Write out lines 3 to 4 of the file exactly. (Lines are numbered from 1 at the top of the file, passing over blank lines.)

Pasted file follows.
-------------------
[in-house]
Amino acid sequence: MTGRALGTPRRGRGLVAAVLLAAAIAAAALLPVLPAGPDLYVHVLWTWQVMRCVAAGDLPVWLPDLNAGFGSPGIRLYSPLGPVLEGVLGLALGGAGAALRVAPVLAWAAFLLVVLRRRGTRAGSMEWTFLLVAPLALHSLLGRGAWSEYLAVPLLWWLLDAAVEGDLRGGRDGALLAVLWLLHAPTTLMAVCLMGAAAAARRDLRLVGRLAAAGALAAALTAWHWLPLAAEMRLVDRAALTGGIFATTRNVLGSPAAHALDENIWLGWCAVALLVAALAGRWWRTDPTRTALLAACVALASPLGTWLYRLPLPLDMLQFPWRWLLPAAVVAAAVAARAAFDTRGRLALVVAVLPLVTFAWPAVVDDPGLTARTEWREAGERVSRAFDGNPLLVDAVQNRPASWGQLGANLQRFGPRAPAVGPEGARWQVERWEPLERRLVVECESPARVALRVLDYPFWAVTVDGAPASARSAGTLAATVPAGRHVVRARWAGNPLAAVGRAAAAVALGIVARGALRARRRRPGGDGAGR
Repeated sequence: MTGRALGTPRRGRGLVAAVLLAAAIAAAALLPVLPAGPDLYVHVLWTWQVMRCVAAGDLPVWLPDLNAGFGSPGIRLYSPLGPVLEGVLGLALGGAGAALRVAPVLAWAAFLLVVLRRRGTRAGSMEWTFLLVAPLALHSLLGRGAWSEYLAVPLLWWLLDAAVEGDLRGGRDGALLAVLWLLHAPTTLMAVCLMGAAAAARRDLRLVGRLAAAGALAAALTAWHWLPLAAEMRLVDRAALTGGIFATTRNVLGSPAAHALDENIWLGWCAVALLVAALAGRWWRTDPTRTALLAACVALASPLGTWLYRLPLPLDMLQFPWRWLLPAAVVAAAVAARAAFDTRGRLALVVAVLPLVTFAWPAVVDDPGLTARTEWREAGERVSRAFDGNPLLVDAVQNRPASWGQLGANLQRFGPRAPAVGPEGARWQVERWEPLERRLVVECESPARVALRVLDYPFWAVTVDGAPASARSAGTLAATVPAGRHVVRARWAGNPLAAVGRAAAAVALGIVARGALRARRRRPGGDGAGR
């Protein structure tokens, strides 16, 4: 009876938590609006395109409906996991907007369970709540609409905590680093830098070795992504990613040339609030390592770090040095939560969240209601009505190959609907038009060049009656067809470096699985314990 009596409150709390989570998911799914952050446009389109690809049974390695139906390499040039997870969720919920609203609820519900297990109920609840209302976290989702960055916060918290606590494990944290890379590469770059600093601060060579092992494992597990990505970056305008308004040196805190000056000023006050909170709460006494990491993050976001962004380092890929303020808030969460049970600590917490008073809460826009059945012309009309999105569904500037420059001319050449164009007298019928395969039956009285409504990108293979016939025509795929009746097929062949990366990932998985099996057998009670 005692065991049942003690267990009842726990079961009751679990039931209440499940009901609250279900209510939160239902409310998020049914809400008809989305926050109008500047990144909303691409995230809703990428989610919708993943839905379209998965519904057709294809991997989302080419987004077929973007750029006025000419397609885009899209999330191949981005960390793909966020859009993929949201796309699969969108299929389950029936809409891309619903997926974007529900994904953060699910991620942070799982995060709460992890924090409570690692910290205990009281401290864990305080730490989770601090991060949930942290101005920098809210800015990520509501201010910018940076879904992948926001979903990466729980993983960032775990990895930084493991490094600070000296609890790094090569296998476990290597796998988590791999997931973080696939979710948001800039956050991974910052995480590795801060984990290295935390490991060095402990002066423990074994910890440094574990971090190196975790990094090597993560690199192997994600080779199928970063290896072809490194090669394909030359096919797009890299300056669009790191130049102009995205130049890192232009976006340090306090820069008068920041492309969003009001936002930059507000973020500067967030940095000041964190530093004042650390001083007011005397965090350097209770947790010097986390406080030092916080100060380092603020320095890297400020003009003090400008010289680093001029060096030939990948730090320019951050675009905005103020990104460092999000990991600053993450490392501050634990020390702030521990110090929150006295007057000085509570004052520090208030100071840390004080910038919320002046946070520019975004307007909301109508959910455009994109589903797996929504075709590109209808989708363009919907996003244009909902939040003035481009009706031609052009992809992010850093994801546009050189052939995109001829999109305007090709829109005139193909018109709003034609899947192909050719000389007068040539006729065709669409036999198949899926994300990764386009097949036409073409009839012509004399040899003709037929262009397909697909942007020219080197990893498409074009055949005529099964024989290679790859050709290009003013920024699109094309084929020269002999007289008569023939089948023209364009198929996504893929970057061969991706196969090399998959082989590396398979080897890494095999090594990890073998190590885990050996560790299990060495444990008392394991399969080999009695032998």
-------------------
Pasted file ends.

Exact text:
Repeated sequence: MTGRALGTPRRGRGLVAAVLLAAAIAAAALLPVLPAGPDLYVHVLWTWQVMRCVAAGDLPVWLPDLNAGFGSPGIRLYSPLGPVLEGVLGLALGGAGAALRVAPVLAWAAFLLVVLRRRGTRAGSMEWTFLLVAPLALHSLLGRGAWSEYLAVPLLWWLLDAAVEGDLRGGRDGALLAVLWLLHAPTTLMAVCLMGAAAAARRDLRLVGRLAAAGALAAALTAWHWLPLAAEMRLVDRAALTGGIFATTRNVLGSPAAHALDENIWLGWCAVALLVAALAGRWWRTDPTRTALLAACVALASPLGTWLYRLPLPLDMLQFPWRWLLPAAVVAAAVAARAAFDTRGRLALVVAVLPLVTFAWPAVVDDPGLTARTEWREAGERVSRAFDGNPLLVDAVQNRPASWGQLGANLQRFGPRAPAVGPEGARWQVERWEPLERRLVVECESPARVALRVLDYPFWAVTVDGAPASARSAGTLAATVPAGRHVVRARWAGNPLAAVGRAAAAVALGIVARGALRARRRRPGGDGAGR
């Protein structure tokens, strides 16, 4: 009876938590609006395109409906996991907007369970709540609409905590680093830098070795992504990613040339609030390592770090040095939560969240209601009505190959609907038009060049009656067809470096699985314990 009596409150709390989570998911799914952050446009389109690809049974390695139906390499040039997870969720919920609203609820519900297990109920609840209302976290989702960055916060918290606590494990944290890379590469770059600093601060060579092992494992597990990505970056305008308004040196805190000056000023006050909170709460006494990491993050976001962004380092890929303020808030969460049970600590917490008073809460826009059945012309009309999105569904500037420059001319050449164009007298019928395969039956009285409504990108293979016939025509795929009746097929062949990366990932998985099996057998009670 005692065991049942003690267990009842726990079961009751679990039931209440499940009901609250279900209510939160239902409310998020049914809400008809989305926050109008500047990144909303691409995230809703990428989610919708993943839905379209998965519904057709294809991997989302080419987004077929973007750029006025000419397609885009899209999330191949981005960390793909966020859009993929949201796309699969969108299929389950029936809409891309619903997926974007529900994904953060699910991620942070799982995060709460992890924090409570690692910290205990009281401290864990305080730490989770601090991060949930942290101005920098809210800015990520509501201010910018940076879904992948926001979903990466729980993983960032775990990895930084493991490094600070000296609890790094090569296998476990290597796998988590791999997931973080696939979710948001800039956050991974910052995480590795801060984990290295935390490991060095402990002066423990074994910890440094574990971090190196975790990094090597993560690199192997994600080779199928970063290896072809490194090669394909030359096919797009890299300056669009790191130049102009995205130049890192232009976006340090306090820069008068920041492309969003009001936002930059507000973020500067967030940095000041964190530093004042650390001083007011005397965090350097209770947790010097986390406080030092916080100060380092603020320095890297400020003009003090400008010289680093001029060096030939990948730090320019951050675009905005103020990104460092999000990991600053993450490392501050634990020390702030521990110090929150006295007057000085509570004052520090208030100071840390004080910038919320002046946070520019975004307007909301109508959910455009994109589903797996929504075709590109209808989708363009919907996003244009909902939040003035481009009706031609052009992809992010850093994801546009050189052939995109001829999109305007090709829109005139193909018109709003034609899947192909050719000389007068040539006729065709669409036999198949899926994300990764386009097949036409073409009839012509004399040899003709037929262009397909697909942007020219080197990893498409074009055949005529099964024989290679790859050709290009003013920024699109094309084929020269002999007289008569023939089948023209364009198929996504893929970057061969991706196969090399998959082989590396398979080897890494095999090594990890073998190590885990050996560790299990060495444990008392394991399969080999009695032998």